Studio:
EMI Studios, Studio Three, Abbey Road


20.

I'm Only Sleeping

Written by Lennon - McCartney

2:59 • OuttakeF • Take 1. The other version presented here (in mono, because it was taped that way) is the first of these proper, numbered takes - recorded, curiously, two days after the Beatles had already cut takes 1 to 11, the last of which led to the Revolver master. None of these five further takes (acoustic guitar, simple percussion and joint John and Paul vocals) was used.

George Martin:
Producer
Geoff Emerick:
Engineer

Session Recording:
Apr 29, 1966
Studio:
EMI Studios, Studio Three, Abbey Road


21.


22.

She's a Woman

Written by Lennon - McCartney

2:55 • LiveL3

Concert From the concert in Tokyo, Japan on Jun 30, 1966

Disc 2


1.

Strawberry Fields Forever

1:42 • Demo • This is John Lennon, alone in his music room at home in Weybridge, recording demonstration versions of his latest composition. The date would be circa the Ides of November 1966: John wrote Strawberry Fields Forever (evoking memories of his childhood Liverpool) while on location in Almeria, Spain, during the shooting of the motion picture How I Won The War, and taped these demos after his return on the 7th but before the Beatles convened for recording at EMI on the 24th.

Recording:
November 1966
Studio:
'Kenwood', Weybridge, Surrey


2.

Strawberry Fields Forever

Written by Lennon - McCartney

2:35 • Outtake • Take 1. [...] the final master was not completed almost a month after this initial session. As it took shape on 24 November, with an alternative lyric order and arrangement, this recording was considerably different from that master.

George Martin:
Producer
Geoff Emerick:
Engineer

Session Recording:
Nov 24, 1966
Studio:
EMI Studios, Studio Two, Abbey Road


3.

Strawberry Fields Forever

Written by Lennon - McCartney

4:14 • Outtake • Take 7 and edit piece. Just five days after that initial take of Strawberry Fields Forever the song's arrangement was undergoing dramatic change. The master was a composite of two separate recordings - the first minute came from Take 7 the remainder from Take 26. Presented here, issued for the first time, is the full Take 7, going beyond those first 60 seconds (indeed, including within that first minute a 23-second verse that was later excised). The sound is mono because the recording presented here is an original mono mix - labelled RM3 - made, like Take 7, on 29 November 1966. The conclusion of the original master (embracing Take 26) included sections flown in from a combination of edit piece taped on 9 December featuring backwards cymbals, a "wild drum track" played by Ringo and some extemporal vocalising by John. A much longer section of this edit piece is released here, again for the first time, crossfaded on to the end of RM3. At the conclusion one can hear John twice mutter "cranberry sauce", a phrase which, less clearly audible right at the end of the master mix, has long puzzled listeners.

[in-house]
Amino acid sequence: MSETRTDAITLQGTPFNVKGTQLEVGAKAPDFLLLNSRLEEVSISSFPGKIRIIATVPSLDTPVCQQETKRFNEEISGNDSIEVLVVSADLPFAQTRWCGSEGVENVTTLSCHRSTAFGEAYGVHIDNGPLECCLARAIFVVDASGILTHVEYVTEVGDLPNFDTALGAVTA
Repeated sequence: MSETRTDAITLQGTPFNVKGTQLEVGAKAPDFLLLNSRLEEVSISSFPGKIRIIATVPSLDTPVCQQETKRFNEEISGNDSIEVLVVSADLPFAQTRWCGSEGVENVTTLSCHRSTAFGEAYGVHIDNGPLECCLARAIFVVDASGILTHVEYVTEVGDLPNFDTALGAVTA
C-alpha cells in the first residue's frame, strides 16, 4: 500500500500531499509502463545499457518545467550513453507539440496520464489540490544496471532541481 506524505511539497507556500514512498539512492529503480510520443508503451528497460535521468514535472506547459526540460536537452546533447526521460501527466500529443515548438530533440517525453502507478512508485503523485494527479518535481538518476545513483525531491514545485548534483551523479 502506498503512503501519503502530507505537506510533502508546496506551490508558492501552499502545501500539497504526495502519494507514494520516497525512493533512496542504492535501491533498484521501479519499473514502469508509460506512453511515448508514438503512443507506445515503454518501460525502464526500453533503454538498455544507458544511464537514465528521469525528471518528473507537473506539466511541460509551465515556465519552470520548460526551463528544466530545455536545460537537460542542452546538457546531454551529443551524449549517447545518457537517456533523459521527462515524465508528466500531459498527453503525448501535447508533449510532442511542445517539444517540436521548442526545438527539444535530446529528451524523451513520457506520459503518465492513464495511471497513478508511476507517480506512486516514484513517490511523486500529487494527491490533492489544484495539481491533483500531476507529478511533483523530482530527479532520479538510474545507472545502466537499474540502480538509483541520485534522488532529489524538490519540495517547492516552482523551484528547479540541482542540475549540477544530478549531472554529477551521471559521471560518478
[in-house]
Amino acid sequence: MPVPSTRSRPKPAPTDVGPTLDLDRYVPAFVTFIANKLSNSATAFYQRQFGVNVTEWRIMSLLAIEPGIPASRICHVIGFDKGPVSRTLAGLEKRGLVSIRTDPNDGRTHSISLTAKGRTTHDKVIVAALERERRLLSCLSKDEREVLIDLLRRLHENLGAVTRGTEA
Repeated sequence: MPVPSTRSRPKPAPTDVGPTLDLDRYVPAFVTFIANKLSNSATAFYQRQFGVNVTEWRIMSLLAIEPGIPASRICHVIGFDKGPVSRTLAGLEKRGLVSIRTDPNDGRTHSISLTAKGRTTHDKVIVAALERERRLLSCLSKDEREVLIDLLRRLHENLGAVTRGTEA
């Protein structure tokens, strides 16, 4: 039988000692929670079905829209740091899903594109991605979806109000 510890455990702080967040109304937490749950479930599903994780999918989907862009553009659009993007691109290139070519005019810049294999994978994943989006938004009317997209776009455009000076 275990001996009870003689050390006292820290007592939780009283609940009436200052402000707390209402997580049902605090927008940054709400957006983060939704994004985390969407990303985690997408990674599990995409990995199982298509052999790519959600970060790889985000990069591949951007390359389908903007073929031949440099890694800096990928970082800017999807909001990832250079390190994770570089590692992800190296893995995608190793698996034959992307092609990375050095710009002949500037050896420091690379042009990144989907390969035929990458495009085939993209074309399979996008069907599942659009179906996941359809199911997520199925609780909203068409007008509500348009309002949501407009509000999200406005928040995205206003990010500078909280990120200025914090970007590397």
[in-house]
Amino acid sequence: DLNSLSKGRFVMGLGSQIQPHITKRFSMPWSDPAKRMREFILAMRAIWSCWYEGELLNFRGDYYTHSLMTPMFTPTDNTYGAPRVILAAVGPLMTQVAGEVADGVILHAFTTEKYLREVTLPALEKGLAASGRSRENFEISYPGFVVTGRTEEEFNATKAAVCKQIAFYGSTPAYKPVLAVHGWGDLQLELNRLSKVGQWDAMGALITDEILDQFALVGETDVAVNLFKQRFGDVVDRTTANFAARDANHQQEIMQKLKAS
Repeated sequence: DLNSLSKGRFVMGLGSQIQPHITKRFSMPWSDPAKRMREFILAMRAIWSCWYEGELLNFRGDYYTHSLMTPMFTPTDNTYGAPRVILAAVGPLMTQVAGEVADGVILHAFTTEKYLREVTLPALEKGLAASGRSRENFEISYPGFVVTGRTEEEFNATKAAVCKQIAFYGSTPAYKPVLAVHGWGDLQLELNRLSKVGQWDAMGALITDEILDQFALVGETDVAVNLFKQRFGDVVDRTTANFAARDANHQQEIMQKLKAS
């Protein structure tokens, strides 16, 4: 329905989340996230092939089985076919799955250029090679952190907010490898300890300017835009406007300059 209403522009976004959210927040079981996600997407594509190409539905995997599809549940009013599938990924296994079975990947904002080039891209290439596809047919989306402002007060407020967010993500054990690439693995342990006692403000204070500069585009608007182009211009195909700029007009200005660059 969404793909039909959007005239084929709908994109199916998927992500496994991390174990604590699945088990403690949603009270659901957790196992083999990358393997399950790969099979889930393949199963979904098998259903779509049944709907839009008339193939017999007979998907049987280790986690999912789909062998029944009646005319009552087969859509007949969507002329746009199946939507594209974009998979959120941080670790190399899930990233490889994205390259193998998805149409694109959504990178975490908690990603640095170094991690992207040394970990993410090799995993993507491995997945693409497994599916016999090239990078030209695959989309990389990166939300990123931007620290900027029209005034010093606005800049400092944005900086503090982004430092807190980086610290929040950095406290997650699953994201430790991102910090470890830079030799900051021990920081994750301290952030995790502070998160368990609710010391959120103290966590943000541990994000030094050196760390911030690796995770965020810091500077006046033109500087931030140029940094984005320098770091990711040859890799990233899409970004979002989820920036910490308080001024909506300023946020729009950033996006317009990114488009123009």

George Martin:
Producer
Geoff Emerick:
Engineer

Session Recording:
Nov 29, 1966
Studio:
EMI Studios, Studio Two, Abbey Road

Session Recording:
Dec 09, 1966
Studio:
EMI Studios, Studio Two, Abbey Road


4.

Penny Lane

Written by Lennon - McCartney